+
* Matt Dorsey, Member, San Francisco Democratic County Central Committee
 +
* Kelly Dwyer, Member, San Francisco Democratic County Central Committee
 
* Hene Kelly, Member, San Francisco Democratic County Central Committee
 
* Hene Kelly, Member, San Francisco Democratic County Central Committee
* Matt Dorsey, Member, San Francisco Democratic County Central Committee
+
* Trevor McNeil, Member, San Francisco Democratic County Central Committee
* Petra DeJesus, Member, San Francisco Democratic County Central Committee
+
* Carole Migden, Member, San Francisco Democratic County Central Committee
* Current and Former Members of the San Francisco Republican County Central Committee
+
* Leah Pimentel, Member, San Francisco Democratic County Central Committee
* Bill Hannan, president Golden Gateway Tenants Association
+
* Alix Rosenthal, Member, San Francisco Democratic County Central Committee
 +
* Christopher L. Bowman, Member, San Francisco Republican County Central Committee
 +
* Stephanie Jeong, Member, San Francisco Republican County Central Committee
 +
* Joan Leone, Member, San Francisco Republican County Central Committee
 +
* Dana Walsh, Member, San Francisco Republican County Central Committee
 +
* Mike DeNunzio, Former Member, San Francisco Republican County Central Committee
 +
* Harold M. Hoogasian, Former Member, San Francisco Republican County Central Committee<ref name=NoWall>[http://www.nowallonthewaterfront.com/coalition No Wall On The Waterfront, no on Props B and C campaign website, accessed October 15, 2013]</ref>
 
{{colend}}
 
{{colend}}
 
 
====Organizations====
 
====Organizations====
 
{{colbegin|3}}
 
{{colbegin|3}}
* Sierra Club
 
* San Francisco Tomorrow
 
 
* Affordable Housing Alliance
 
* Affordable Housing Alliance
* AIDS Housing Alliance/SF
+
* AIDS Housing Alliance SF
* San Francisco Tenants Union
+
* Aquatic Park Neighbors
 +
* Barbary Coast Neighborhood Association
 +
* Bernal Heights Democratic Club
 +
* Castro/Eureka Valley Neighborhood Association
 +
* Central City Democrats
 +
* Coalition for San Francisco Neighborhoods
 +
* District 3 Democratic Club
 +
* District 8 Democratic Club
 +
* District 11 Democratic Club
 +
* Eastern Neighborhoods United Front
 +
* FDR Democratic Club
 +
* Friends of Golden Gateway
 +
* Golden Gateway Commons Homeowners Association
 +
* Golden Gateway Tenants Association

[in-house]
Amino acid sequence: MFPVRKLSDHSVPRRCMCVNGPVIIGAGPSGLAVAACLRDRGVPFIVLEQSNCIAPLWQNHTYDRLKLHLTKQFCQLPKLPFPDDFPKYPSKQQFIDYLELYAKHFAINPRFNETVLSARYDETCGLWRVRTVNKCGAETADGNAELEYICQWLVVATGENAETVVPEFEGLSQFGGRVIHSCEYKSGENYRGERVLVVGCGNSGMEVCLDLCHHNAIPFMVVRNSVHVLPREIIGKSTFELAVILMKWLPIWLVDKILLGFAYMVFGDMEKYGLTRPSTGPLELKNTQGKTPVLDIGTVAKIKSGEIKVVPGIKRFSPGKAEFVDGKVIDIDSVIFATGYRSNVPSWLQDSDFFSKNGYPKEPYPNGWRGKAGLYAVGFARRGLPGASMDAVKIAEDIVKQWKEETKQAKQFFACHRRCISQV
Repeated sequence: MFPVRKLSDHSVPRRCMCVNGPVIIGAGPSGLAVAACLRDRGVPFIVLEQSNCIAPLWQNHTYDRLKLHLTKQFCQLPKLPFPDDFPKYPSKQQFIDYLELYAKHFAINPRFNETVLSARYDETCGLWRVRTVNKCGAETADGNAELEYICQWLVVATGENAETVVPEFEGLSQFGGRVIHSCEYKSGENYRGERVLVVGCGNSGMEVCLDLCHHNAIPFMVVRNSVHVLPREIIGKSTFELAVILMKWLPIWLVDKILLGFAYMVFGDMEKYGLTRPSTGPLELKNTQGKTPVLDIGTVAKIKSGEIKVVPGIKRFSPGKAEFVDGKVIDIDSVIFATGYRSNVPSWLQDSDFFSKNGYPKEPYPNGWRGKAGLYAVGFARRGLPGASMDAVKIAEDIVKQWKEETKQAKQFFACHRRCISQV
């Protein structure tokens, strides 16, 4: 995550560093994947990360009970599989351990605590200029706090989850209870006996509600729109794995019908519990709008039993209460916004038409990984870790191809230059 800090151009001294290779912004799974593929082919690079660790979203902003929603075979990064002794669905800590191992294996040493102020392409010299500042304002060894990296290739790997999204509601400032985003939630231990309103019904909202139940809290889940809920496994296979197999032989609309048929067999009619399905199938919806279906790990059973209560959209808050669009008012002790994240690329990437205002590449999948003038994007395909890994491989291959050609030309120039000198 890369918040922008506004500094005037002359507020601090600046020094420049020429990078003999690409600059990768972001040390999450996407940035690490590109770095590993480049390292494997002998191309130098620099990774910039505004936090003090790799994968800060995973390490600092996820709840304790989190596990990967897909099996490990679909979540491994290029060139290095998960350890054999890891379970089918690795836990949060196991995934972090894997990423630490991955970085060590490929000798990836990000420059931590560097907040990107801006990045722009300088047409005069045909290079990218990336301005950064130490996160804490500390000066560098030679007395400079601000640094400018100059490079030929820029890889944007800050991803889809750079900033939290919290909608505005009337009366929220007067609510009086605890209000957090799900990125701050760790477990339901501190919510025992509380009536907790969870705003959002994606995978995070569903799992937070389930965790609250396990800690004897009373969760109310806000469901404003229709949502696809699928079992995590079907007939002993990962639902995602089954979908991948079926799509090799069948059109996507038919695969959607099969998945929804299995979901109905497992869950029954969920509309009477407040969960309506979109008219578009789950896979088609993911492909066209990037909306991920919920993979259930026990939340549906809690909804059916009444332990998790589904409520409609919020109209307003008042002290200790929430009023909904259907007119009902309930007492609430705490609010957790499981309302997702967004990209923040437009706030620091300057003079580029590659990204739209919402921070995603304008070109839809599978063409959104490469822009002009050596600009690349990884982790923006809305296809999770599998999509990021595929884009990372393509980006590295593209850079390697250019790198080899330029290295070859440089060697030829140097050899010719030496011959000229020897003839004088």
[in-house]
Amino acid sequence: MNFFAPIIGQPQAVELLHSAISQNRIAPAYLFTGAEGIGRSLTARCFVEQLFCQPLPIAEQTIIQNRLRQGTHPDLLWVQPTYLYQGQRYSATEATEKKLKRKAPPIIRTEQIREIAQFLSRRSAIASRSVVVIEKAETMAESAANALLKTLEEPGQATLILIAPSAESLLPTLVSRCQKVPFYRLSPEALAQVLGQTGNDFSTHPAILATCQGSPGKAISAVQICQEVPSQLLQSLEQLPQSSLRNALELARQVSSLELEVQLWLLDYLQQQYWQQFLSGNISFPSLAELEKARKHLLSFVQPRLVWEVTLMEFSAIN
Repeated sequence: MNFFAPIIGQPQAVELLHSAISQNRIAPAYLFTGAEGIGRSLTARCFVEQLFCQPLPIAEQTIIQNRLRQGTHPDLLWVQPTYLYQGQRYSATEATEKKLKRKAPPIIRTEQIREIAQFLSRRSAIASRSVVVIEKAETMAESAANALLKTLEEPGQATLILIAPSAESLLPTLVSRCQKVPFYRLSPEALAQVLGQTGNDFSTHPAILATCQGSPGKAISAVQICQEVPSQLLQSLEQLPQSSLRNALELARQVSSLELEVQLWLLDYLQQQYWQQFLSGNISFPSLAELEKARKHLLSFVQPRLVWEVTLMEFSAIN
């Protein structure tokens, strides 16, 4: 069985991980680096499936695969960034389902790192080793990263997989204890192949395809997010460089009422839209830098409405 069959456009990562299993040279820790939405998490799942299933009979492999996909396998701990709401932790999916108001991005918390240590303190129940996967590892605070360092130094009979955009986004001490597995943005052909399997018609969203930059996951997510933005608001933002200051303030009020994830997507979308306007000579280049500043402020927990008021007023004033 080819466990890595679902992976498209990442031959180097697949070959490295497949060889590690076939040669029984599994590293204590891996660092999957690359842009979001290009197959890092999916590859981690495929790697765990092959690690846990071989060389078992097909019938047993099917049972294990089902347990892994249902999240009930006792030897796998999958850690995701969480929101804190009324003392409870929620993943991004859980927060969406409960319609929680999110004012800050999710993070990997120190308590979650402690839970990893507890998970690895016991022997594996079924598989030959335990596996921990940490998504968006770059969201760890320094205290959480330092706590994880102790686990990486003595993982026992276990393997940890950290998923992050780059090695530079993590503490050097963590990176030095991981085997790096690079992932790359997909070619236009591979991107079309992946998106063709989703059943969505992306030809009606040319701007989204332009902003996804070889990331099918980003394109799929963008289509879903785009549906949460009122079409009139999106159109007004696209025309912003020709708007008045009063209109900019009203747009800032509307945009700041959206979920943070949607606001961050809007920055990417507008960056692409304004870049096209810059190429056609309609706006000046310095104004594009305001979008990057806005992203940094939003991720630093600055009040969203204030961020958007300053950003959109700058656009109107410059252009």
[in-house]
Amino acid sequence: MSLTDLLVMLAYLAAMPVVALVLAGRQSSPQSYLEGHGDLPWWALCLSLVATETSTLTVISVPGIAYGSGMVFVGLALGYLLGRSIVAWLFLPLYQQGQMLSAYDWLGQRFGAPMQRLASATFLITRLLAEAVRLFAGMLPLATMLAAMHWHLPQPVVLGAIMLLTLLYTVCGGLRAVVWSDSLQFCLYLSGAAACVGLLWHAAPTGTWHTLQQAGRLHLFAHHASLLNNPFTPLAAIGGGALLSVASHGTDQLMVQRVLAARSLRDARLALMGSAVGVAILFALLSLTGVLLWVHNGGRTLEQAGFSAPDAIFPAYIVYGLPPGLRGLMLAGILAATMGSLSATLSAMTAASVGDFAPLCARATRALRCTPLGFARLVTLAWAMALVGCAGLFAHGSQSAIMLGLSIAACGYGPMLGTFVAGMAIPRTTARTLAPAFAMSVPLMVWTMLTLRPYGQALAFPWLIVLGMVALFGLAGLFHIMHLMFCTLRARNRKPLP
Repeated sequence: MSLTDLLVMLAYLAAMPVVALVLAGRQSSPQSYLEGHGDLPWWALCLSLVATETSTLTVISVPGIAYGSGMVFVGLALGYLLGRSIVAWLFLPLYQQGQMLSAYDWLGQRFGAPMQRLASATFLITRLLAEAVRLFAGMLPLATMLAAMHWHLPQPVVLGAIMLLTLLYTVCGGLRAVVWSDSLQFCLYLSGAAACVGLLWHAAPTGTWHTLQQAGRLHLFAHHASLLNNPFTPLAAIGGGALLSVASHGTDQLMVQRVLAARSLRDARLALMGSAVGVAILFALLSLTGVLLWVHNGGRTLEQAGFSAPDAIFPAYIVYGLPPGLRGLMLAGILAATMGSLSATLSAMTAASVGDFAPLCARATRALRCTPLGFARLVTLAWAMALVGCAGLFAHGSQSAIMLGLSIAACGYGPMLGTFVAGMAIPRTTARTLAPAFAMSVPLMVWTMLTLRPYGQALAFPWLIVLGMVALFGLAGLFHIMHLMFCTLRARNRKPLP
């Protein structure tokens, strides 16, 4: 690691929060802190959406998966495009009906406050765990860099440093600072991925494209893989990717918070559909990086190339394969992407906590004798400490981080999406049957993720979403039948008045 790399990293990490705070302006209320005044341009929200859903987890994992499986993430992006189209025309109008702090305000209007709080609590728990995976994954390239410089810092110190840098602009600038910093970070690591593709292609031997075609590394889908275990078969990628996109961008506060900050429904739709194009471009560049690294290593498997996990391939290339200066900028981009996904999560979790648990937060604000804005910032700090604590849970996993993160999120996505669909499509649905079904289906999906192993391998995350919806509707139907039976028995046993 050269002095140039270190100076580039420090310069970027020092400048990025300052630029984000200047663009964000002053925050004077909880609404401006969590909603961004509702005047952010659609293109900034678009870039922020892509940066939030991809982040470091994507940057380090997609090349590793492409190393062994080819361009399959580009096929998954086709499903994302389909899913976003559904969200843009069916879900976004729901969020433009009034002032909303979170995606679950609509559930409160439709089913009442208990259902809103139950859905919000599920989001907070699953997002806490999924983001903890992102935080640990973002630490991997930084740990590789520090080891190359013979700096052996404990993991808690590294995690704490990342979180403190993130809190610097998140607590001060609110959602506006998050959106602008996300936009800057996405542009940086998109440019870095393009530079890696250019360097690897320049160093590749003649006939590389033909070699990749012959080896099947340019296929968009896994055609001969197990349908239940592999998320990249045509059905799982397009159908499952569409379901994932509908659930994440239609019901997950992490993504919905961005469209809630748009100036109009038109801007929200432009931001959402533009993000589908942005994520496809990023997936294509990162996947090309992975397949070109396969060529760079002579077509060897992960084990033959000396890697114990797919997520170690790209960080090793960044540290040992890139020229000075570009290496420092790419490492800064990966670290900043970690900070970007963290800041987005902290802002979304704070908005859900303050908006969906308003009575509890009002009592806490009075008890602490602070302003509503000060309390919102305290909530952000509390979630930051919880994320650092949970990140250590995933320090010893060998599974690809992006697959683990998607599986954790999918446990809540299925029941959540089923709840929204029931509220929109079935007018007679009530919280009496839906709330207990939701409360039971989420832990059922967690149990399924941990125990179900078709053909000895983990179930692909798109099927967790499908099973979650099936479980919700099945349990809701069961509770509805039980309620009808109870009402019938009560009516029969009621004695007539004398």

* Harvey Milk LGBT Democratic Club
 
* Harvey Milk LGBT Democratic Club
* Coalition for San Francisco Neighborhoods
+
* Housing Rights Committee
* Barbary Coast Neighborhood Association
+
* India Basin Neighborhood Association
* Friends of the Waterfront Playground
+
* League of Women Voters of San Francisco
 +
* Middle Polk Neighborhood Association
 +
* Midtown Terrace Homeowners Association
 
* North Mission Neighbors
 
* North Mission Neighbors
 +
* Pacific Heights Residents Association
 
* Potrero Boosters Neighborhood Association
 
* Potrero Boosters Neighborhood Association
 +
* Potrero Hill Democratic Club
 
* Richmond Community Association
 
* Richmond Community Association
 +
* Richmond District Democratic Club
 +
* Rincon Center Tenants Association
 
* Rincon Point Neighbors Association
 
* Rincon Point Neighbors Association
 
* Russian Hill Improvement Association
 
* Russian Hill Improvement Association
* Twin Peaks Open Space Conservancy
+
* San Franciscans for Reasonable Growth
 +
* San Francisco Bay Guardian
 +
* San Francisco Beautiful
 
* San Francisco Democratic Party
 
* San Francisco Democratic Party
* Affordable Housing Alliance
+
* San Francisco Examiner
* Coalition for San Francisco Neighborhoods
+
* San Francisco Gray Panthers
* Golden Gate Park Preservation Alliance
+
* San Francisco Green Party
* Friends of the Waterfront Playground
+
* San Francisco League of Pissed Off Voters
* SF Green Party
+
* San Francisco Tenants Union
* Central City Democrats
+
* San Francisco Tomorrow
* District 3 Democratic Club
+
* Senior & Disability Action
* District 8 Democratic Club
+
* Sierra Club
* Richmond District Democratic Club
+
 
* South Beach Democratic Club
 
* South Beach Democratic Club
* Wild Equity<ref name=WE>[http://wildequity.org/entries/3257 Wild Equity, No on B campaign website]</ref>
+
* Sunset-Parkside Education Action Committee
 +
* Telegraph Hill Dwellers
 +
* Tenants Together
 +
* Twin Peaks Council
 +
* Twin Peaks Open Space Conservancy<ref name=NoWall/><ref name=WE>[http://wildequity.org/entries/3257 Wild Equity, No on B campaign website, accessed October 15, 2013]</ref>
 
{{colend}}
 
{{colend}}
[[File:NoOnBSanFran.jpg|right|300px]]
+
 
 +